In "Kung Fu Panda 2," Po is now living his dream as The Dragon Warrior, protecting the Valley of Peace alongside his friends and fellow kung fu masters, The Furious Five. But Po's new life of awesomeness is threatened by the emergence of a formidable villain, who plans to use a secret, unstoppable weapon to conquer China and destroy kung...
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In "Kung Fu Panda 2," Po is now living his dream as The Dragon Warrior, protecting the Valley of Peace alongside his friends and fellow kung fu masters, The Furious Five. But Po's new life of awesomeness is threatened by the emergence of a formidable villain, who plans to use a secret, unstoppable weapon to conquer China and destroy kung fu. He must look to his past and uncover the secrets of his mysterious origins; only then will Po be able to unlock the strength he needs to succeed.
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There is a moment in Kung Fu Panda 2, Dreamworks' stellar follow-up to its 2008 talking-animal blockbuster, that is as clever and subversive as any I've seen in recent animated films. Just before the climactic final battle, our hero, Po (Jack Black), thought to have been vanquished, re-appears above a rooftop to declare his challenge to the villainous Lord Shen (Gary Oldman), who sits upon a battleship in the canal below, preparing mount his siege. As Po launches into his speech, the camera pulls back to reveal that Shen is in fact well out of earshot; he can't make out a single word the panda is saying. Shen pleas in vain for him to speak up, only to give up in frustration and commence his assault forthwith.
There are lovely bits like this scattered throughout Kung Fu Panda 2, little moments that undermine traditional action-movie tropes to hilarious effect. Much praise is owed to director Jennifer Yuh Nelson and returning writers Jonathan Aibel and Glenn Berger, who have adroitly addressed the chief - and arguably only - complaint about the first film: that its story was too lightweight, too formulaic, too cautiously adherent to the conventional hero's journey blueprint. Their follow-up may not be as charming or whimsical as its predecessor, but it makes up for it with added depth and emotional resonance.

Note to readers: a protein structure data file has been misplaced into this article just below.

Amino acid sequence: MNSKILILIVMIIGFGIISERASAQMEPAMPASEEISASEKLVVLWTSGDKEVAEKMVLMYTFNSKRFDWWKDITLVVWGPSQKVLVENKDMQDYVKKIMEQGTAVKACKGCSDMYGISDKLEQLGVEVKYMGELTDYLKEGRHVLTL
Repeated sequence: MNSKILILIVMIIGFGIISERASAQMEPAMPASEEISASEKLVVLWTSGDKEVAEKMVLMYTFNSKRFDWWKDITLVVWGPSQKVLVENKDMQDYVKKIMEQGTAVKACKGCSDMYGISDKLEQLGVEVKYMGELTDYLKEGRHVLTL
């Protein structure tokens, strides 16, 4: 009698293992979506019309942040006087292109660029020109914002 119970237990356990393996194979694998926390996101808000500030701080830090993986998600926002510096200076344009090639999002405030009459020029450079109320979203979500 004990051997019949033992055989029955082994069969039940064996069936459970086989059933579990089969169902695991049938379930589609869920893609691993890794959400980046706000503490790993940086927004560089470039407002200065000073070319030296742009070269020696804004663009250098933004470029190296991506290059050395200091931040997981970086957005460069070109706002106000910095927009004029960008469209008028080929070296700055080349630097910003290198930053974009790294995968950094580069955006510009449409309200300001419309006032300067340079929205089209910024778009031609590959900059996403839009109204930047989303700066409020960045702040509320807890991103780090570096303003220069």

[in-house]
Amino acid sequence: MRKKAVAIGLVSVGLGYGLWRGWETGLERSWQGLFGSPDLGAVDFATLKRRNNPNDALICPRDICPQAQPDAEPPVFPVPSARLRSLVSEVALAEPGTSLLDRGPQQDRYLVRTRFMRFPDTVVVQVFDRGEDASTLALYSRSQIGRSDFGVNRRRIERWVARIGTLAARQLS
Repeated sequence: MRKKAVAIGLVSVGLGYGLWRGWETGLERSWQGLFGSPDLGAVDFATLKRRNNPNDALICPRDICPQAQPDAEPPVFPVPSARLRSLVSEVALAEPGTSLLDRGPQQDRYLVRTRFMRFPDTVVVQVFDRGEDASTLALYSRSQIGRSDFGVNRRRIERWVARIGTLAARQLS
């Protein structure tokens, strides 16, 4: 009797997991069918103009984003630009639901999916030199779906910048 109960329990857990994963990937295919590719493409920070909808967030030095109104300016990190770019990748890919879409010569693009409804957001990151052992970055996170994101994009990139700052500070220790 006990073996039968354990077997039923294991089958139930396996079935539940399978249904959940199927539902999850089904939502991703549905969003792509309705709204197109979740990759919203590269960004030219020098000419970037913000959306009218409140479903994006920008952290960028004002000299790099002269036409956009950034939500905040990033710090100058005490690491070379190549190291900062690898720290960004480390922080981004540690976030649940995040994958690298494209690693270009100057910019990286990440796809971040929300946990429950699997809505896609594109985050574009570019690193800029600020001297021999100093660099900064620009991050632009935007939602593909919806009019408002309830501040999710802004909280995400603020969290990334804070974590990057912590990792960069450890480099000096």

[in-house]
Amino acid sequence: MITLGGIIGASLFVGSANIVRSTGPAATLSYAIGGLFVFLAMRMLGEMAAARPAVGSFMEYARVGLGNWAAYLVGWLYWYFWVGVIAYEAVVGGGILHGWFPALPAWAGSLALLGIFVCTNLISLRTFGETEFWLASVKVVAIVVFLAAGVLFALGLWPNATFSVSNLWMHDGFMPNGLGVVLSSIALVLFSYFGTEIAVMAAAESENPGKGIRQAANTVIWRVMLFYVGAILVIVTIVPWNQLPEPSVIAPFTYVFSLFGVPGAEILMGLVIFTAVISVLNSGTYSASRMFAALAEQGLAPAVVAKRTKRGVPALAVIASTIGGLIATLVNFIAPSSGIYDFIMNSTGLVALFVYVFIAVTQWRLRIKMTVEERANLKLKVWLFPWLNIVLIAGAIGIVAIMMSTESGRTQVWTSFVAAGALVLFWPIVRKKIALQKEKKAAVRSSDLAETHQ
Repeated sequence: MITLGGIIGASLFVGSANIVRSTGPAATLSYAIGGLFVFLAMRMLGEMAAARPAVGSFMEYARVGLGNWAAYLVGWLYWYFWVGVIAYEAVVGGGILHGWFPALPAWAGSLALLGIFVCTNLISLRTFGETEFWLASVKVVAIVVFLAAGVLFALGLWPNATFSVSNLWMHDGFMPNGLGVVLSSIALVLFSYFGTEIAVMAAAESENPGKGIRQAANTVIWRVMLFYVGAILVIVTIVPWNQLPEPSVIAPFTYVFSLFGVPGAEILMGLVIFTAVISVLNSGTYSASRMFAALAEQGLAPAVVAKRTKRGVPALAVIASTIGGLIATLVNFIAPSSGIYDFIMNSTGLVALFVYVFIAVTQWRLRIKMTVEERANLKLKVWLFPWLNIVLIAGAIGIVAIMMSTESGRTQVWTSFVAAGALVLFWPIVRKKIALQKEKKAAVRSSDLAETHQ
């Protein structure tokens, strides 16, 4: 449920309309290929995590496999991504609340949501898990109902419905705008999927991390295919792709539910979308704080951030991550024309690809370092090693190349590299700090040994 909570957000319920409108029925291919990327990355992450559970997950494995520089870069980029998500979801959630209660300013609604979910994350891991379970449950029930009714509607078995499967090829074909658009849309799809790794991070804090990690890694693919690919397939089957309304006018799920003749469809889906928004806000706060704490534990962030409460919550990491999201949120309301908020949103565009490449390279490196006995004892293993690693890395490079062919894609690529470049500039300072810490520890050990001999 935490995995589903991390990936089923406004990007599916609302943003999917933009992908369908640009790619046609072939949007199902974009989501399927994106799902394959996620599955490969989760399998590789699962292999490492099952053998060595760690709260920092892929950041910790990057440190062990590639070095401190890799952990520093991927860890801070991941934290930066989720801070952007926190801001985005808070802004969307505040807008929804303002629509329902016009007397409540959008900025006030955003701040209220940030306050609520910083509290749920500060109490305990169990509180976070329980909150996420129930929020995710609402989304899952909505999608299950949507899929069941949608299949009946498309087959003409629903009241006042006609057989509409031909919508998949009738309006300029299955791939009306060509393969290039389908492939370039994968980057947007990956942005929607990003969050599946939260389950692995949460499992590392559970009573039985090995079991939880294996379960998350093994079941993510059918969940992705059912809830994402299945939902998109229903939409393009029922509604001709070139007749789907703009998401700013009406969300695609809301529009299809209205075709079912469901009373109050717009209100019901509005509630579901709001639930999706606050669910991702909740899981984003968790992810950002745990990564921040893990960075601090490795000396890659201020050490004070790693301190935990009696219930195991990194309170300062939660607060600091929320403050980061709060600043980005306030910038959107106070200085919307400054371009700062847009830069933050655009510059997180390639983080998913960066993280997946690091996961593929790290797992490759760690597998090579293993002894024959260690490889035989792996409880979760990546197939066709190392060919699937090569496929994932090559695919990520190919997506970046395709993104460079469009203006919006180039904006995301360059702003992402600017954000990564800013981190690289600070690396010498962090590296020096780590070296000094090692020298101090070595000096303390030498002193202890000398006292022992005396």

How much depth, you ask? Genocide, childhood abandonment issues, and industrialization's destabilizing effects are just a few of the formidable topics touched upon in the sequel. But don't fret; the filmmakers haven't suddenly set their sights on Pixar-grade profundity. The tone of Kung Fu Panda 2 is still as earnest and unpretentious - and joyful - as before.
And it's still anchored by a refreshingly restrained Black as the voice of Po, the chubby noodle-slinger turned kung fu superstar. The second installment finds Po and the Furious Five - Tigress (Angelina Jolie), Mantis (Seth Rogen), Crane (David Cross), Monkey (Jackie Chan), and Viper (Lucy Liu) - facing a formidable new foe in the diminutive guise of Lord Shen, a seething tyrant whose new invention, the cannon, threatens to make kung fu obsolete. Po has a personal connection with the peacock: It was Shen who, spooked by a soothsayer's premonition, sacked Po's native village several years prior, forcing Po's parents to ship their infant son off to safety - and onto the doorstep of his adoptive father, Mr. Ping (James Hong).
Po's only hope of victory, his mentor, Master Shifu (Dustin Hoffman), informs him, is to find inner peace. (That's all?!?) The path to nirvana is a jagged one, marked with dizzying chases and riveting kung fu battles, all elaborately choreographed and beautifully rendered. As we've come to expect with CG sequels, the animation in Kung Fu Panda 2 surpasses that of the previous film, retaining its signature look while adding greater detail and more exquisite landscapes. Though the 3D is top-quality, I would still recommend seeing the film in 2D, if only because of the darkening effect caused by so many 3D projectors. Colors these lush deserve as bright a canvas as possible.
Hollywood.com rated this film 4 stars.
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